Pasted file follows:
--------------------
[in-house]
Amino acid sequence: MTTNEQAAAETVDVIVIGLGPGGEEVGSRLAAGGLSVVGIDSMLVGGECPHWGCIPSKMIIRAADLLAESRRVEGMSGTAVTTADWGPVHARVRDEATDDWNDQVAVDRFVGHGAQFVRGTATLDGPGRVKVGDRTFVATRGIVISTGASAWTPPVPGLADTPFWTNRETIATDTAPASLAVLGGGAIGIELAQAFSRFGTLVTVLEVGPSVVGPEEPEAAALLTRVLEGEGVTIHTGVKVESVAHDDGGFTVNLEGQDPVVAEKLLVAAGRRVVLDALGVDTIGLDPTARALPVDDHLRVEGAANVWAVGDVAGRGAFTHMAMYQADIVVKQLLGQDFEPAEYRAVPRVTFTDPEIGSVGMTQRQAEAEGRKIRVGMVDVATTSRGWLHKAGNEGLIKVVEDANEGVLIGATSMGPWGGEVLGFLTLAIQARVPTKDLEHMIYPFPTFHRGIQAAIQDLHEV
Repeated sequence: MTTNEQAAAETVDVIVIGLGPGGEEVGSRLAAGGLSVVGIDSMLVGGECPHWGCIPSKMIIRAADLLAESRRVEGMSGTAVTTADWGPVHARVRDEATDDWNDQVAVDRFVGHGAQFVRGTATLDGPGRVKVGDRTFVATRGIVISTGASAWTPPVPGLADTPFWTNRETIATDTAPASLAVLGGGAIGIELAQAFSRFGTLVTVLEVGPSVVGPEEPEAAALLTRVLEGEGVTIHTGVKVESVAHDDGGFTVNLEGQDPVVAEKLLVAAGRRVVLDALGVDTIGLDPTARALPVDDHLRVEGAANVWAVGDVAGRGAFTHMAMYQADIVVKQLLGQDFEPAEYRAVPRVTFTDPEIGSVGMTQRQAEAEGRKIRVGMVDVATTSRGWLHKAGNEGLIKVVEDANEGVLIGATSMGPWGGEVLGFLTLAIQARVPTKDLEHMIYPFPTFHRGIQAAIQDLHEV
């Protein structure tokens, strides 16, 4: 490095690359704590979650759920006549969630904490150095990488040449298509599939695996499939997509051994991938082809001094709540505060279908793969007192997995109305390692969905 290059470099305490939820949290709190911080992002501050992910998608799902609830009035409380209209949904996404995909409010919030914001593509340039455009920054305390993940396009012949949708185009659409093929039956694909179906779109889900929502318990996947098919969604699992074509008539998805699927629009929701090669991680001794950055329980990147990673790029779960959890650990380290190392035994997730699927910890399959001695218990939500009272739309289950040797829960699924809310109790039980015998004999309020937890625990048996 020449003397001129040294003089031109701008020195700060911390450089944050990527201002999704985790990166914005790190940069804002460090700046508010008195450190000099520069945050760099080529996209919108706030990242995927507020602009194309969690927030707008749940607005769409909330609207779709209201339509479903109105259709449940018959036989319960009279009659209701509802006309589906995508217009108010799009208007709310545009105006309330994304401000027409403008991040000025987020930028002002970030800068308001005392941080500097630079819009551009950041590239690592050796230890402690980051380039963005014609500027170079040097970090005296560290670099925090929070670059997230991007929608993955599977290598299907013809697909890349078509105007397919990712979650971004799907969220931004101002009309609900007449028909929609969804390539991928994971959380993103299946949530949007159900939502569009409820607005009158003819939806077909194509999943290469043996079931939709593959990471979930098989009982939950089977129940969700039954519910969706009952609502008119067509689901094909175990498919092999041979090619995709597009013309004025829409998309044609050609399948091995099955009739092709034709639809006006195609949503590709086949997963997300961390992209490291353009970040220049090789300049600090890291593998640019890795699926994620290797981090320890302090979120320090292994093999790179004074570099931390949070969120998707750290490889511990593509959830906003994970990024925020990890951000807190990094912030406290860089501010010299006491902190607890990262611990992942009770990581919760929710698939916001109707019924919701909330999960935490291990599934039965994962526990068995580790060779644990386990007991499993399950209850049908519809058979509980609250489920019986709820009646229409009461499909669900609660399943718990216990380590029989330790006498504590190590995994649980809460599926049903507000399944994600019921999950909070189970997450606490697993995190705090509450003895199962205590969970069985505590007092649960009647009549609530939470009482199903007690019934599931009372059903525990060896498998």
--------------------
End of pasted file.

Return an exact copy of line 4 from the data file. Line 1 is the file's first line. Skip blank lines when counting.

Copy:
């Protein structure tokens, strides 16, 4: 490095690359704590979650759920006549969630904490150095990488040449298509599939695996499939997509051994991938082809001094709540505060279908793969007192997995109305390692969905 290059470099305490939820949290709190911080992002501050992910998608799902609830009035409380209209949904996404995909409010919030914001593509340039455009920054305390993940396009012949949708185009659409093929039956694909179906779109889900929502318990996947098919969604699992074509008539998805699927629009929701090669991680001794950055329980990147990673790029779960959890650990380290190392035994997730699927910890399959001695218990939500009272739309289950040797829960699924809310109790039980015998004999309020937890625990048996 020449003397001129040294003089031109701008020195700060911390450089944050990527201002999704985790990166914005790190940069804002460090700046508010008195450190000099520069945050760099080529996209919108706030990242995927507020602009194309969690927030707008749940607005769409909330609207779709209201339509479903109105259709449940018959036989319960009279009659209701509802006309589906995508217009108010799009208007709310545009105006309330994304401000027409403008991040000025987020930028002002970030800068308001005392941080500097630079819009551009950041590239690592050796230890402690980051380039963005014609500027170079040097970090005296560290670099925090929070670059997230991007929608993955599977290598299907013809697909890349078509105007397919990712979650971004799907969220931004101002009309609900007449028909929609969804390539991928994971959380993103299946949530949007159900939502569009409820607005009158003819939806077909194509999943290469043996079931939709593959990471979930098989009982939950089977129940969700039954519910969706009952609502008119067509689901094909175990498919092999041979090619995709597009013309004025829409998309044609050609399948091995099955009739092709034709639809006006195609949503590709086949997963997300961390992209490291353009970040220049090789300049600090890291593998640019890795699926994620290797981090320890302090979120320090292994093999790179004074570099931390949070969120998707750290490889511990593509959830906003994970990024925020990890951000807190990094912030406290860089501010010299006491902190607890990262611990992942009770990581919760929710698939916001109707019924919701909330999960935490291990599934039965994962526990068995580790060779644990386990007991499993399950209850049908519809058979509980609250489920019986709820009646229409009461499909669900609660399943718990216990380590029989330790006498504590190590995994649980809460599926049903507000399944994600019921999950909070189970997450606490697993995190705090509450003895199962205590969970069985505590007092649960009647009549609530939470009482199903007690019934599931009372059903525990060896498998």